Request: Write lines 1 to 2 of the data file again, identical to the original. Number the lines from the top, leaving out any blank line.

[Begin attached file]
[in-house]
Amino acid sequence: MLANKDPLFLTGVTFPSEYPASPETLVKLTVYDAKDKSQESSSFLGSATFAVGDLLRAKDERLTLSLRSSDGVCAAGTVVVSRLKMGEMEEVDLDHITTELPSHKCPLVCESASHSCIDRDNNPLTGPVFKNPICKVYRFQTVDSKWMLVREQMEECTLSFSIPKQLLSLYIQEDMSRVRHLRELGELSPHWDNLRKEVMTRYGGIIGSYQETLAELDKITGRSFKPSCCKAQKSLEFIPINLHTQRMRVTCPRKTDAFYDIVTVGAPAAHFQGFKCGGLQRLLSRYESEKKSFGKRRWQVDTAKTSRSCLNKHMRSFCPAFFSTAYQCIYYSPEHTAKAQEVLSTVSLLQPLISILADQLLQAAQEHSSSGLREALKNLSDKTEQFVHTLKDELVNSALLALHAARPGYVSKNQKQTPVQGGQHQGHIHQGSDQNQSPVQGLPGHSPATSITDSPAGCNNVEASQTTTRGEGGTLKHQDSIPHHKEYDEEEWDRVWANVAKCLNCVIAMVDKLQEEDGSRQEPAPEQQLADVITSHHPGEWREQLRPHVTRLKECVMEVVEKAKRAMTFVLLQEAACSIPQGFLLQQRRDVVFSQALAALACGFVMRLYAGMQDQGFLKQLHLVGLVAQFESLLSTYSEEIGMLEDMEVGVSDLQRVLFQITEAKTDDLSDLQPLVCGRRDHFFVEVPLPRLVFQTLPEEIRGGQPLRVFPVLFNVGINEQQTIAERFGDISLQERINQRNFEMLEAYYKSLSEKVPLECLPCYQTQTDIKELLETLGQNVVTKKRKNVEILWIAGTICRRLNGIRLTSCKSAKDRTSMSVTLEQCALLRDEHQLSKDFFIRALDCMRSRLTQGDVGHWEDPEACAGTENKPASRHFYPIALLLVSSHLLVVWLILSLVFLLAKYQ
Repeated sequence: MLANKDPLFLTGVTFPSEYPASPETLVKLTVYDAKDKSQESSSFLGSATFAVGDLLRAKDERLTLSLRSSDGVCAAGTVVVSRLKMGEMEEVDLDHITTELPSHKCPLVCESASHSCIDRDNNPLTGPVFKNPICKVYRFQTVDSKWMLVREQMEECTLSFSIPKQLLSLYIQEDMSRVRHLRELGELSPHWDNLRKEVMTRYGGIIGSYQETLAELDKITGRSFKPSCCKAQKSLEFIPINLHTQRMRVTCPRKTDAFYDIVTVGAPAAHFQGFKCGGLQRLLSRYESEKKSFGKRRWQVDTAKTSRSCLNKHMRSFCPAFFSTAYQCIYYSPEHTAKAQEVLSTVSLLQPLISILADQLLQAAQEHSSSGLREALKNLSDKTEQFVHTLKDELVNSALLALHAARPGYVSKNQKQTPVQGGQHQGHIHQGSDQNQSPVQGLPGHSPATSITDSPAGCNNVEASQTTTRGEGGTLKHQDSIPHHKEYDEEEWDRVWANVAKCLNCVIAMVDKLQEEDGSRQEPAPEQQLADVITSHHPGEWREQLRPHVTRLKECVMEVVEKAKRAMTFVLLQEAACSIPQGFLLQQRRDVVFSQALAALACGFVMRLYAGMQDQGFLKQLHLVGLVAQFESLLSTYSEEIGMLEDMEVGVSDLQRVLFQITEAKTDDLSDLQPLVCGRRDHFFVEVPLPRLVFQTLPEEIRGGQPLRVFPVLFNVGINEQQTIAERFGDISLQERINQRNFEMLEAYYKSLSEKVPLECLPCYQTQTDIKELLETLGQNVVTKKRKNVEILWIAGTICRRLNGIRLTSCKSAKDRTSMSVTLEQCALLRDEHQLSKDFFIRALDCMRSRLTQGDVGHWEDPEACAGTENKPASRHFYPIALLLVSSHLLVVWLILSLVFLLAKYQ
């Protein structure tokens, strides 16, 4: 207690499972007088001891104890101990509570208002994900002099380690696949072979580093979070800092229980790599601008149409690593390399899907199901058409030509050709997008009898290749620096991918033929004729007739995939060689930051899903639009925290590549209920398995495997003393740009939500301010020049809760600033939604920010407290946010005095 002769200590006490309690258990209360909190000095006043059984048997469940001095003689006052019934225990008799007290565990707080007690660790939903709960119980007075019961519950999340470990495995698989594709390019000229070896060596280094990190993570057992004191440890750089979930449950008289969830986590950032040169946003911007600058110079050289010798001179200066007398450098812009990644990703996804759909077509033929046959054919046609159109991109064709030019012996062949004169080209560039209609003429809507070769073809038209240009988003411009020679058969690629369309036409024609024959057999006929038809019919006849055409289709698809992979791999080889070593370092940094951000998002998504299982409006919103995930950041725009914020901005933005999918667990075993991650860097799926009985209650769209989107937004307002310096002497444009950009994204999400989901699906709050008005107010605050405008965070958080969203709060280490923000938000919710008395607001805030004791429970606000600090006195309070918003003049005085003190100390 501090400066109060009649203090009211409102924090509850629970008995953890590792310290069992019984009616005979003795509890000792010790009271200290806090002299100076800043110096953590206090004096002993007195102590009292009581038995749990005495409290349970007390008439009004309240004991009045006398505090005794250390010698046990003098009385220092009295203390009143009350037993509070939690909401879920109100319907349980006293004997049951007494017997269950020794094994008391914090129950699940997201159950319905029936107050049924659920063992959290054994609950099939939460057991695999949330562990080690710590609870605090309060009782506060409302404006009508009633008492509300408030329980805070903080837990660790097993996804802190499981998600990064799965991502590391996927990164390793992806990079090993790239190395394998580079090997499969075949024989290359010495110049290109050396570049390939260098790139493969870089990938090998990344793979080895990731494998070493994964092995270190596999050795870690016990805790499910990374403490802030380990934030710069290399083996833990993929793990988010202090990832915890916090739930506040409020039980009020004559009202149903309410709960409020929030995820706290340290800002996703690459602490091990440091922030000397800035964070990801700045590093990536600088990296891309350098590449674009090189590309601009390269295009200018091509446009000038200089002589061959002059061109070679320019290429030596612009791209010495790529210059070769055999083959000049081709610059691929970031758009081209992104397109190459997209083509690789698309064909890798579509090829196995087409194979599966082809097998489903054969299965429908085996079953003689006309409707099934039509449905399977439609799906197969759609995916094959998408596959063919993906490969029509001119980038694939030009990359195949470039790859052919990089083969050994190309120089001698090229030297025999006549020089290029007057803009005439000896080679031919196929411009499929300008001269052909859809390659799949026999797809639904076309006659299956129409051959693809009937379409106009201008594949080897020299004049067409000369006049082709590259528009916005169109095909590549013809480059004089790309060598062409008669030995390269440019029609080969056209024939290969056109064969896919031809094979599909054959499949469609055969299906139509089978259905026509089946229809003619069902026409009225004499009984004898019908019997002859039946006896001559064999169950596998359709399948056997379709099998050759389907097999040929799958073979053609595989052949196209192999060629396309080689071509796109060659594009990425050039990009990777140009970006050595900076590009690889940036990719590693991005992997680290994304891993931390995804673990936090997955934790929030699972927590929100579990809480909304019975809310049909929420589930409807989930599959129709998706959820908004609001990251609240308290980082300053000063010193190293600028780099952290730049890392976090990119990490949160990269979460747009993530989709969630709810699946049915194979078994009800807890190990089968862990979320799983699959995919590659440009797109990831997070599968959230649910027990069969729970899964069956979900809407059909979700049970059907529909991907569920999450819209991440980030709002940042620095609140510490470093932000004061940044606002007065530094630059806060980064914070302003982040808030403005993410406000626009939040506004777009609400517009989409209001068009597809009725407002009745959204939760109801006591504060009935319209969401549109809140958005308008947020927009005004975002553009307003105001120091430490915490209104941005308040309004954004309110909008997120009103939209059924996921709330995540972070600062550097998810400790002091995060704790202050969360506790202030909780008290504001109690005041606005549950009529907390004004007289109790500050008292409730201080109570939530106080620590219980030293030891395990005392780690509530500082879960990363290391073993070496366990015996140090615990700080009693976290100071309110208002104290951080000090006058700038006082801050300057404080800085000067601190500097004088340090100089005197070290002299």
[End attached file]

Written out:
[in-house]
Amino acid sequence: MLANKDPLFLTGVTFPSEYPASPETLVKLTVYDAKDKSQESSSFLGSATFAVGDLLRAKDERLTLSLRSSDGVCAAGTVVVSRLKMGEMEEVDLDHITTELPSHKCPLVCESASHSCIDRDNNPLTGPVFKNPICKVYRFQTVDSKWMLVREQMEECTLSFSIPKQLLSLYIQEDMSRVRHLRELGELSPHWDNLRKEVMTRYGGIIGSYQETLAELDKITGRSFKPSCCKAQKSLEFIPINLHTQRMRVTCPRKTDAFYDIVTVGAPAAHFQGFKCGGLQRLLSRYESEKKSFGKRRWQVDTAKTSRSCLNKHMRSFCPAFFSTAYQCIYYSPEHTAKAQEVLSTVSLLQPLISILADQLLQAAQEHSSSGLREALKNLSDKTEQFVHTLKDELVNSALLALHAARPGYVSKNQKQTPVQGGQHQGHIHQGSDQNQSPVQGLPGHSPATSITDSPAGCNNVEASQTTTRGEGGTLKHQDSIPHHKEYDEEEWDRVWANVAKCLNCVIAMVDKLQEEDGSRQEPAPEQQLADVITSHHPGEWREQLRPHVTRLKECVMEVVEKAKRAMTFVLLQEAACSIPQGFLLQQRRDVVFSQALAALACGFVMRLYAGMQDQGFLKQLHLVGLVAQFESLLSTYSEEIGMLEDMEVGVSDLQRVLFQITEAKTDDLSDLQPLVCGRRDHFFVEVPLPRLVFQTLPEEIRGGQPLRVFPVLFNVGINEQQTIAERFGDISLQERINQRNFEMLEAYYKSLSEKVPLECLPCYQTQTDIKELLETLGQNVVTKKRKNVEILWIAGTICRRLNGIRLTSCKSAKDRTSMSVTLEQCALLRDEHQLSKDFFIRALDCMRSRLTQGDVGHWEDPEACAGTENKPASRHFYPIALLLVSSHLLVVWLILSLVFLLAKYQ